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After years of CFIB’s advocacy, the Canadian Free Trade Agreement came into effect on July 1, 2017! This is a great gift to the country on the 150th anniversary of Confederation, but there is a lot of work to be done before trade barriers actually fall.
We have fought for you on this issue since 2008, when we started calling for a new internal free trade agreement. We are now happy to see that the provinces and territories have taken important steps in this direction.
Issuing a challenge to the premiers
For Red Tape Awareness Week 2018, we challenged the premiers to address three key pain points right away to take CFTA from words to action. We recommended:
We also recommended:
The provinces have until the end of 2018 to make meaningful progress on these items. Let’s see if they are up to the challenge!
What it means today
Since July 1, a few things have become easier. It should be easier to bid on government contracts across the country, and to hire workers from other provinces and territories.
A “Regulatory Reconciliation and Cooperation Table” or RCT was also created when the agreement was implemented. This is a tool for the provinces and territories to align their regulations and eliminate barriers, taking concrete actions to help you do business across provincial boundaries.
Supreme Court case puts onus on provinces
The Comeau case was based on a New Brunswick retiree, Gerald Comeau, who was fined for purchasing alcohol in Quebec and transporting it over the border between the two provinces. He challenged the fine and his case went all the way up to the Supreme Court. This case had major implications not just for alcohol, but for Canadian free trade in general.
Unfortunately, the Supreme Court ruled against Mr. Comeau. The court’s decision does push the needle in the right direction, but it does not completely address the barriers that continue to exist between the provinces. Now it is up to the provinces to come up with a solution to eliminate these barriers through channels such as the Canadian Free Trade Agreement which had established the Alcoholic Beverages Working Group which is to report later this year.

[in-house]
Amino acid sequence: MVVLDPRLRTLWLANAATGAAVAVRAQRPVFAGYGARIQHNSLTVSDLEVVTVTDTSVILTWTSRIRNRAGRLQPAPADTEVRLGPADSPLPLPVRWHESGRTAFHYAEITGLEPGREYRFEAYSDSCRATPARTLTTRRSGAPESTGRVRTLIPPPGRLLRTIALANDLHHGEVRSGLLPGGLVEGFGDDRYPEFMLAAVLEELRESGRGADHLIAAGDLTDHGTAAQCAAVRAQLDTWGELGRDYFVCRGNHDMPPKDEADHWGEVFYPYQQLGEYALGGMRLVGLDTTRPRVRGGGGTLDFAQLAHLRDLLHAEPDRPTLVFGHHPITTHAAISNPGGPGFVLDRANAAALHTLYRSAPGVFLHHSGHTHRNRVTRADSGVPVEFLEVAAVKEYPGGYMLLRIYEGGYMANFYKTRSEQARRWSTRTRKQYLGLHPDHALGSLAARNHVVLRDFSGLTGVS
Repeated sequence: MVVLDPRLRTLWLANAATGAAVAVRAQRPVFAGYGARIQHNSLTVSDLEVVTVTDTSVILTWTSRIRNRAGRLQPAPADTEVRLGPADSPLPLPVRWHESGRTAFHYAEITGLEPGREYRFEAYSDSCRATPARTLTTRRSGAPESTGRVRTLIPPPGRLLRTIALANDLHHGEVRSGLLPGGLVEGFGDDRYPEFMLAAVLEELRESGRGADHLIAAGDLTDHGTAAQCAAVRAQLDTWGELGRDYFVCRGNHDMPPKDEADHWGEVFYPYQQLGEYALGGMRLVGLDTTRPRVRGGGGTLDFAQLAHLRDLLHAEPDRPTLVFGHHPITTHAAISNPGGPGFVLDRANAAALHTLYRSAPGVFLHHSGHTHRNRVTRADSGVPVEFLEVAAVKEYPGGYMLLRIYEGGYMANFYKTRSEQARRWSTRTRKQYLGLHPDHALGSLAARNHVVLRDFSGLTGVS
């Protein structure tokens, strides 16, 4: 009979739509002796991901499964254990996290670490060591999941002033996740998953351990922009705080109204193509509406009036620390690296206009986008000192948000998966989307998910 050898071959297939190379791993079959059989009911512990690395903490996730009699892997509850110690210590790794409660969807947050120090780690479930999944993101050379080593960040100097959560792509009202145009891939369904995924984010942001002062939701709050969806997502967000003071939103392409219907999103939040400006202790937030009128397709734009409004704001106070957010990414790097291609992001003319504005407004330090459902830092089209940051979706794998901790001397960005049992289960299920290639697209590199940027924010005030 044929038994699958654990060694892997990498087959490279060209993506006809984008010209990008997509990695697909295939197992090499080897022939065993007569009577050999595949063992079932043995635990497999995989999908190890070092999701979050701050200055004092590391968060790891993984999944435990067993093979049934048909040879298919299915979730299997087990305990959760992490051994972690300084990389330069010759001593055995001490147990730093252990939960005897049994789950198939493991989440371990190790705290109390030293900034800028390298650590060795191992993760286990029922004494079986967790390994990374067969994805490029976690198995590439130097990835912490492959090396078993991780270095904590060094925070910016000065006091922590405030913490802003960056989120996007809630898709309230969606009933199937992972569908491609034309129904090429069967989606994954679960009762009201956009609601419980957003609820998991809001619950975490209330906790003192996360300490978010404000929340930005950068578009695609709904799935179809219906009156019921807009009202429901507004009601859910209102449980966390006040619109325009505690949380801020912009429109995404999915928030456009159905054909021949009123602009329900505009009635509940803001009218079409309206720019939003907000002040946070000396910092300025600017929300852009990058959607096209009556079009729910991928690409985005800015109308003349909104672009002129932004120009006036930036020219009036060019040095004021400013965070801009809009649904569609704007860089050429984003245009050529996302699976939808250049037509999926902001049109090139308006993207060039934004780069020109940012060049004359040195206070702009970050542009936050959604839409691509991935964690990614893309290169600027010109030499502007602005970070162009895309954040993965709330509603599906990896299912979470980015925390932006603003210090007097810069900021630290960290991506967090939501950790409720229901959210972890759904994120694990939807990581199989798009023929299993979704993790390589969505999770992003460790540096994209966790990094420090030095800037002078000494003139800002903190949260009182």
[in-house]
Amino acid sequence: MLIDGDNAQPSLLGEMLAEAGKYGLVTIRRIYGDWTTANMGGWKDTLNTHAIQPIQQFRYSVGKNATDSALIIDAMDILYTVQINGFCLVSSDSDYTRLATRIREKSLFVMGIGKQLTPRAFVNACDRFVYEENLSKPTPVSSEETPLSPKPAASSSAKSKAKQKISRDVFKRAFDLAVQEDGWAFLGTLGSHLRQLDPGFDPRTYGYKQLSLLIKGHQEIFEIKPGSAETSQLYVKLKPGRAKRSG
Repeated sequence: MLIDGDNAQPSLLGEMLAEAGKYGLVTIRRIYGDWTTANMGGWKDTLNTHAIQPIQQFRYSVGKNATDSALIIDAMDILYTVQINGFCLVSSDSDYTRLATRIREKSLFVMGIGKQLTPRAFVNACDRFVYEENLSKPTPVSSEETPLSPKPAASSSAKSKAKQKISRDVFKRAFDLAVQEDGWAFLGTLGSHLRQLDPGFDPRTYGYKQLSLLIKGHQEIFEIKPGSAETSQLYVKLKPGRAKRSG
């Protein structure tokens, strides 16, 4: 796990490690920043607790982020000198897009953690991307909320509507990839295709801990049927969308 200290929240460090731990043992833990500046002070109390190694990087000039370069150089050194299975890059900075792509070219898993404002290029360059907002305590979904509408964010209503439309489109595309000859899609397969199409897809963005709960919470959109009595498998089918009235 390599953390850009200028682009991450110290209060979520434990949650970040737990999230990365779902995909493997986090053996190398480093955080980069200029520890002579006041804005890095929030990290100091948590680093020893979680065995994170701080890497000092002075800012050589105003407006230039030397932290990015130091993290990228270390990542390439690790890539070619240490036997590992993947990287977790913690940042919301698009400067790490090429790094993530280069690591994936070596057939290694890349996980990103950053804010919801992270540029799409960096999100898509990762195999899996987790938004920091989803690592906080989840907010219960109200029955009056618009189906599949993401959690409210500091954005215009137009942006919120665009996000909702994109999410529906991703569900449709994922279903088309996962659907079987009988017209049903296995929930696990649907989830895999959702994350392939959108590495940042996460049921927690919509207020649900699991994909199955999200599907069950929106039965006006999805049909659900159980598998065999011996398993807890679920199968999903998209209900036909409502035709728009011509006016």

How you can help
We’re only going to see action on this if the premiers know how regulations affect your business. We want to hear your horror stories of red tape, endless phone calls and indecipherable regulations.
Here are some examples members have shared with us in the past:
We had a considerably hard time bringing fresh goods like SUSHI into the NWT. This is because our supplier only has a provincial licence, and cannot ship across borders. I agree with food safety, but does it need to be to this degree?
Worker's Compensation requirements vary for every province & territory. Our small company has to keep 7 provincial/territorial WCB policies open. We often only work a day or two in each jurisdiction. About 8 hours are required for each of the 8 bureaucratic (and different) administrators.